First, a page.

I have some good news, but it doesn't come from the poker table; it comes from the craps table. I personally find craps to be the most confusing casino game and I've always thought if it was introduced for the first time today it would fail miserably because no one would take the time to learn how to play. But, if things are going well it's probably the most exciting game in the casino. Everyone's fates are tied together and if one person is winning chances are, just about everyone is winning. To fully understand my story you'll need to know how a few of the bets at a craps table work, but if you get confused or don't care don't worry about it. I'm sure you'll still appreciate the bottom line. If you already know how to play or want to skip the craps lesson you can go to the next paragraph (or the third paragraph if you know about the fire bet also). The most basic bet in craps is called the pass line bet. If you bet the pass line you win on 7 or 11 and lose on 2, 3, or 12. If you roll a 4, 5, 6, 8, 9, or 10 your goal then becomes to roll that number (which is called the point) again before you roll a 7. Accomplishing this goal is referred to as hitting the point or making a pass. If you hit a point, you have a new come out roll to establish a new point and try again. If you roll a 7 before you hit the point you lose. So what happens if I roll an 8 and then roll a bunch of other non 7 or 8 numbers? Nothing! Your bet just sits there until you roll a 7 or a point, but there's another kind of bet called the come bet which allows you to continue betting in a similar fashion while you're trying to hit the point. The come bet works just like the pass line bet. You win on 7 or 11 and lose on 2, 3, or 12. If you roll a 4, 5, 6, 8, 9, or 10 you goal then becomes to roll that number again before you roll a 7. You can make a come bet on any roll accept for the come out roll. We like to bet the come every roll and what can happen is eventually we have bets on all the numbers so we win anytime a 4, 5, 6, 8, 9, or 10 is rolled and we're just sitting there crossing out fingers hoping we don't see a 7 (which would wash away all of our bets).

A new bet that has recently come onto the scene at all of the hotels owned by the Harrah's corporation is called The Fire Bet (ooooooooohh, aaaaaaaaahh). The way the fire bet works is every time there is a new person rolling the dice (a new shooter if you will) you can place a fire bet. If that person hits four DIFFERENT points (not just four points) then the fire bet pays 25 to 1. So if a new shooter rolls a 5 on the come out roll and then rolls another 5, before a 7 they've hit one point. If they then roll a 6 on the next come out roll and then roll another 6 they've hit two points. If they then roll another 5 on the next come out roll and hit it that does not count towards the fire bet; it has to be 4 different numbers not just 4 points. Also if they have repeating numbers when those numbers aren't the point they do not out towards the fire bet. If I'm a new shooter and I roll a 4 and then I roll two 8's and then two 10's I've won some money if I was betting the come, but I haven't hit the point and I'm no closer to hitting the fire bet than when I started.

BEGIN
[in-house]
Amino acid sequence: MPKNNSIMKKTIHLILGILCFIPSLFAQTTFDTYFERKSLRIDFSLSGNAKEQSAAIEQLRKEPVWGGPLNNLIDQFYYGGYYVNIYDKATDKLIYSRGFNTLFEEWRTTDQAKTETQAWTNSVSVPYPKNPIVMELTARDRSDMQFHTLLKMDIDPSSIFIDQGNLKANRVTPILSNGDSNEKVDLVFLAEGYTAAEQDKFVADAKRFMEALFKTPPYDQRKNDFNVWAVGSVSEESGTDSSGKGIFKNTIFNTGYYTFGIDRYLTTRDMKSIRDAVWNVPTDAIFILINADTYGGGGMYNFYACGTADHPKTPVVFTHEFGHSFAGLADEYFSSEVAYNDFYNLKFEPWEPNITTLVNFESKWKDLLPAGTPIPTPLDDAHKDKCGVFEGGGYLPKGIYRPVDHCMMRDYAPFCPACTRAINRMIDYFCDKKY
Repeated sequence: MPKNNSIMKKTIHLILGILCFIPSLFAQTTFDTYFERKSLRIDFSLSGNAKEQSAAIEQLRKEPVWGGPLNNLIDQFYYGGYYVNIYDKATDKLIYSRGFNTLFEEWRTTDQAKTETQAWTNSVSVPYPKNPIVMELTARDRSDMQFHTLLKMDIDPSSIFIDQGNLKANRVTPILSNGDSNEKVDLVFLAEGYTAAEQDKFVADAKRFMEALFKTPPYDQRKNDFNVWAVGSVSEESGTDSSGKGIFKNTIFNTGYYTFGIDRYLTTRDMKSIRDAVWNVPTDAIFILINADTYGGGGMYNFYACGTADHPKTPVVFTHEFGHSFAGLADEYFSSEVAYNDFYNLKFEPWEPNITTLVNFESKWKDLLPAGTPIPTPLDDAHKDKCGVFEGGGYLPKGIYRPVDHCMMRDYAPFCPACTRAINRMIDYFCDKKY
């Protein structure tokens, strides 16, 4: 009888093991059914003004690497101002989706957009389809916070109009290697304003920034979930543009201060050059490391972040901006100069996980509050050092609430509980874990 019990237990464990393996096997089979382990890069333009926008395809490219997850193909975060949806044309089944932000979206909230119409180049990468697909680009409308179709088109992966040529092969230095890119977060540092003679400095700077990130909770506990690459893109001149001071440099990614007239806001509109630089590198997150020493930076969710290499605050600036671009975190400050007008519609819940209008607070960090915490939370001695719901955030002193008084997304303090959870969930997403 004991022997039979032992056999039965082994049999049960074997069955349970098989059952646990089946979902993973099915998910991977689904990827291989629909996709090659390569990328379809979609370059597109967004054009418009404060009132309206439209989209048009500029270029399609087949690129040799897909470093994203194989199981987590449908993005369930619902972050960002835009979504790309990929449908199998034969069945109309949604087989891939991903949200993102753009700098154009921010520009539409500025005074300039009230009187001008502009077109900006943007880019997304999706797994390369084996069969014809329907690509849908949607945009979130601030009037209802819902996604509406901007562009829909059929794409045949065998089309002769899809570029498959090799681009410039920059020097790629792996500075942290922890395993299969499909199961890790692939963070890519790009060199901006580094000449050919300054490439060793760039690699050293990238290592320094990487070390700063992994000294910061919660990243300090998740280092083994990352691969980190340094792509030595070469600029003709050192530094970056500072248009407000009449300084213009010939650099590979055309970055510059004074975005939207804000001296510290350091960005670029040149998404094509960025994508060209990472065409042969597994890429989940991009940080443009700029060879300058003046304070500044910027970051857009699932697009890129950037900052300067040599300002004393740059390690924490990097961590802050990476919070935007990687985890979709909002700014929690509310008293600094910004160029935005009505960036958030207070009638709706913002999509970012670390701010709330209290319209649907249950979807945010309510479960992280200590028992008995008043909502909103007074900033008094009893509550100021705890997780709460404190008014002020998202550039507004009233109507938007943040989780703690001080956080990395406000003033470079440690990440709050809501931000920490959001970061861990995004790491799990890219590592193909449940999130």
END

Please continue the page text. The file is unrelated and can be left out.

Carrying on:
Now that we've got all of that confusing nonsense out of the way I can tell you about what happened with Jen and I. After another early exit in my tournament we went out to a nice Italian Restaurant here at the Rio (I had the scallops and she had some kind of Australian sea bass). Afterwards we wanted to do some gambling but the table minimums here at the Rio have been sky high during the world series (they make you bet more when it's crowded). We decided to head to the Bellagio, arguably the nicest hotel on the strip. Every time I've ever been there (at least 25 times) they've had $25 minimum Pai Gow tables (which is our usual game of choice), but for some reason all they had was $100 tables. We said "let's blow this pop stand" (not really)and headed across the street to the Paris. After playing Pai Gow for a few hours we decided to mix it up and head to the craps table. The night before we'd played a little craps with Jen's Dad and sister, but we all got smoked. This time, however, it was a different story. After about an hour of breaking even Jen had a really nice shoot and by the time she rolled a 7 I was up about $300 and she was ahead about $200. Then it was my turn to shoot. I bet $5 on the fire bet and Jen bet $1. I had some hot dice and I was knocking out points left and right. When I made my fourth different point we high fived and cheered. Then I made my FIFTH point! Making five points pays 250 to 1! We cheered and I danced around like an idiot. I'd been drinking champagne all night for no particular reason, but now we had something to celebrate. I wasn't able to hit the magical 6th point which would have paid 1000 to 1, but on top of the fire bet we also collected on a TON of pass line and come bets. When we counted up our chips we discovered we were ahead $2,850! That's an awful lot of money to take off a $10 craps table. It was extremely sweet. So now I find myself ahead $3,200 for stupid casino games for the trip and behind $6,700 in poker (actually my share of the loss is only $3,471 so I'm almost even for the trip). What's wrong with this picture?